IOSR Journal of Engineering (IOSRJEN) ISSN: 2250-3021 Volume 2, Issue 7(July 2012), PP 15-20 www.iosrjen.org

Thermoelastic Disturbances in Half-Space without Energy Dissipation for the Displacement D. Raju Vidya Jyothi Institute of Technology, AzizNagar Gate, Hyderabad-500 075, Andhra Pradesh, India.

Abstract: -In this paper, we have solved the problem of one – dimensional thermoelastic disturbance in a Half – Space without energy dissipation due to suddenly applied constant temperature on the boundary which is rigidly fixed. Using the Laplace transform technique, exact expressions in closed form, for the displacement, temperature and stress fields are obtained. The results are illustrated graphically. AMS Mathematics Subject Classification: 34 B 40. Key Words: Thermoelastic disturbances, Entropy production, Energy dissipation, elastic Dilatational, Shear waves. I. INTRODUCTION In the conventional approach to thermo-mechanical theories the constitutive equations are formulated upon the basis of the equation of balance of energy and an entropy production inequality. The theory of thermoelasticity without energy dissipation was formulated by Green A.E and Naghdi P.M [4]. They have suggested an alternative procedure that is significantly different from the conventional one. In this procedure, the constitutive equations are formulated upon the basis of a reduced equation of balance of energy which is a blend of the equation of balance of energy and an equation of balance of entropy. A novel feature of this procedure is that an entropy production inequality is not employed in the process of obtaining the constitutive equations. The inequality is utilized to improve additional restrictions, if any, on the constitutive variables only after the constitutive equations have been derived. In this we study the problem of one-dimensional thermoelastic disturbances in a half –space without energy dissipation due to suddenly applied constant temperature on the boundary which is rigidly fixed. Using the Laplace transform technique, exact expressions, in closed form, for the displacement, temperature and stress fields are obtained. The results are illustrated through graphs. II. FORMULATION OF THE PROBLEM: Consider one-dimensional thermoelastic disturbances propagating along the x-direction in the halfspace x 0. The displacement vector associated with these disturbances are supposed to have only one nonzero component u in the x-direction, and this displacement component and temperature depend only on x and t. It is assumed that the body force and heat sources are absent.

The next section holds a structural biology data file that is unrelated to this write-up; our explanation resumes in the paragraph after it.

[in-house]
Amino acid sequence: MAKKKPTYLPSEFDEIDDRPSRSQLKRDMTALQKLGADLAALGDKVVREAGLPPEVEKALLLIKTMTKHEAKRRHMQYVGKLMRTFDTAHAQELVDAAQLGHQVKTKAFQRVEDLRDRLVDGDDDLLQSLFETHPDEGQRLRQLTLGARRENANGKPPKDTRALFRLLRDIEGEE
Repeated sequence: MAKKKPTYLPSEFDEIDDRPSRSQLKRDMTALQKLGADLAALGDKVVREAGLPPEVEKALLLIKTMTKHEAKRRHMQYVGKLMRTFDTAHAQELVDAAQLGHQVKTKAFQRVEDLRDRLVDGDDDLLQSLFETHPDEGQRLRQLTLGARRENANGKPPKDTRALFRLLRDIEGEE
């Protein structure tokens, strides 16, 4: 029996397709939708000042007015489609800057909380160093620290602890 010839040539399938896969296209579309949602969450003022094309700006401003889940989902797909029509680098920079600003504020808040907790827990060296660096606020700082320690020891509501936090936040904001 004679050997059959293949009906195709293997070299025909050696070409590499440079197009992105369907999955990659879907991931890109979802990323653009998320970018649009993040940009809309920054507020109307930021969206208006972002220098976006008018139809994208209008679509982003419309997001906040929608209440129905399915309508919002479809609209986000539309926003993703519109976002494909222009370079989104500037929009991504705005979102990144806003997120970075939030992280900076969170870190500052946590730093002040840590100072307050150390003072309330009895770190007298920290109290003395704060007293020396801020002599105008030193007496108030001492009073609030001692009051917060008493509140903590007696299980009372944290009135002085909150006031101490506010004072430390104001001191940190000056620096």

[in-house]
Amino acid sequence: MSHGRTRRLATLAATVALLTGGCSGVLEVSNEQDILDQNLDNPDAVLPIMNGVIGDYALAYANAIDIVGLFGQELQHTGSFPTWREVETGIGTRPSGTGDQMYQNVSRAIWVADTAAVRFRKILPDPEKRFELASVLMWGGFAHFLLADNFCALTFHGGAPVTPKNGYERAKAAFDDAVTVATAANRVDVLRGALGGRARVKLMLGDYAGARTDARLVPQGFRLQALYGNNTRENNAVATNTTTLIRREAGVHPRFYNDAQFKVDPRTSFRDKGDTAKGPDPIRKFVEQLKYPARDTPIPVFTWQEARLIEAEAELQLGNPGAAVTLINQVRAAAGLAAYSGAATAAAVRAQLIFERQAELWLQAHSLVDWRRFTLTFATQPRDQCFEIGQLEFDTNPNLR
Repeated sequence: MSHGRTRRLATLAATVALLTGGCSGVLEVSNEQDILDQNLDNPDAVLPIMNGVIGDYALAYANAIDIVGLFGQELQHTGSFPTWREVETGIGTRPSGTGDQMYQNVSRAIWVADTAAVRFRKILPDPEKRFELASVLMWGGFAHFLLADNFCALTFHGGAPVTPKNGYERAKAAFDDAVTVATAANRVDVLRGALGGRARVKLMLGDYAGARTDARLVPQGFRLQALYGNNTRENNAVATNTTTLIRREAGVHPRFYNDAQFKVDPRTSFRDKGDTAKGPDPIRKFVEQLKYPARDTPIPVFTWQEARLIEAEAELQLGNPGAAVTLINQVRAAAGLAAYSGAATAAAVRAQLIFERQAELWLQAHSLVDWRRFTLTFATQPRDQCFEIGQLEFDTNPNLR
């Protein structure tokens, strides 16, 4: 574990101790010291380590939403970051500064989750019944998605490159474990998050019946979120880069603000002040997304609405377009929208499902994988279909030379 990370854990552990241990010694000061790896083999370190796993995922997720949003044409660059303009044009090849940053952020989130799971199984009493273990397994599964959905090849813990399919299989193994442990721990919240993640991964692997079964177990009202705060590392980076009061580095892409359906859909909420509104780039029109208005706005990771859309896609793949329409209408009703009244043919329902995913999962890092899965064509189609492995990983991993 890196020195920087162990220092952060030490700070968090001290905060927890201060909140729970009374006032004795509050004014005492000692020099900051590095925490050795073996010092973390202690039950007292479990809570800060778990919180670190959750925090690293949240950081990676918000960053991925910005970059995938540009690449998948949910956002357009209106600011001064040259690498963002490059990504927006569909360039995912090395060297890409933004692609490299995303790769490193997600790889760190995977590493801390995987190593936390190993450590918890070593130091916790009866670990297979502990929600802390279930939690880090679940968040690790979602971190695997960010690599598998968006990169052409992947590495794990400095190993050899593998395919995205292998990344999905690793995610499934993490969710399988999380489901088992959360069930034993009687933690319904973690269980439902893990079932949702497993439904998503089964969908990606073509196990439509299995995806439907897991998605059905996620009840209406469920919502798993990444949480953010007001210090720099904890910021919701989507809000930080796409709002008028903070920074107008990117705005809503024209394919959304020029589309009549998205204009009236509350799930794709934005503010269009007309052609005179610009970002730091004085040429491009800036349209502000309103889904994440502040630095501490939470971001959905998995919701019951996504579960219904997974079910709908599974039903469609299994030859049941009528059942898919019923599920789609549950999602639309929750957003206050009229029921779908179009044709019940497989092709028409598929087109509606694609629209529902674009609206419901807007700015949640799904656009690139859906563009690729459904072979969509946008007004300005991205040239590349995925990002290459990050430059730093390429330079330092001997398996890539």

are supposed to

As given by Chandrasekharaiah, D.S [1, 2], the equation of motion and the equation of heat transport and other equations of thermoelastic theory without energy dissipation, in dimensionless form are

2 2 2 2 2 cs U c p cs divU c p t U 2 2 cT Q divU

E

1 2

U U

T

( A)

and

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Thermoelastic Disturbances in Half-Spacewithout Energy Dissipation for the Displacement

T

2 cs2 cs T 1 2 divU I U U I 2 2 cp cp

Where,

2 cp

2 v

2

2 , cs

v

2

2 , cT

k cv

2

,

2 0

c 2

Here cp and cs respectively represent the dimensionless speeds of purely elastic dilatational and Shear waves, and cT represents the dimensionless speed of purely thermal waves. is the thermoelastic coupling parameter. Here for one dimensional problem, first, second and fourth equations of

2 2 u u 2 cp 2 2 x x t

(A) reduces to,

(1)

2 2 3 u 2 cT 2 2 2 x t x t

(2)

and,

u

(3)

x Here

T11 is the normal stress in the x-direction.

We suppose that initially the half-space is at rest in its undeformed state and has its temperature – change and temperature – rate equal to zero. Then the following homogeneous initial conditions hold.

u x, 0

u t

x , 0 x , 0 x , 0 0

,x 0

(4)

t

If the disturbances are caused by the boundary loads (on x=0), then the effects are pronounced only in the vicinity of the boundary, as such, we suppose that the following regularity conditions hold.

u x , t x , t x , t 0 as x for t 0

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(5)

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Thermoelastic Disturbances in Half-Spacewithout Energy Dissipation for the Displacement III. SOLUTION OF THE PROBLEM: Applying Laplace Transform to equations (1) (2) and (3), and using initial conditions (4), we get

2 d2 2 c p dx 2 s u

2 d2 cT dx 2 and ,

s

2

du

2 d cp dx

s

(6)

2 du

(7)

dx

(8)

dx

Here, u are the Laplace transforms of u respectively and s is the Laplace transform parameter. Eliminating from equations (6) and (7), we get the following equation satisfied by u ,

2 2 2 d4 2 2 d 2 4 c p cT s cT 1 c p s u 0 2 dx 4 dx

(9)

Once we determine u by solving this fourth order ordinary linear differential equation, So equation (9) serves as the central equation of the problem. Using the first of the regularity condition (5), the general solution of equation (9) is given by,

u A1 e

m1x

A2 e

m2 x

(10)

Where m1 and m2 are roots with positive real parts of the biquadratic equation

2 2 4 2 2 2 2 4 c p cT m s cT 1 c p m s 0

(11)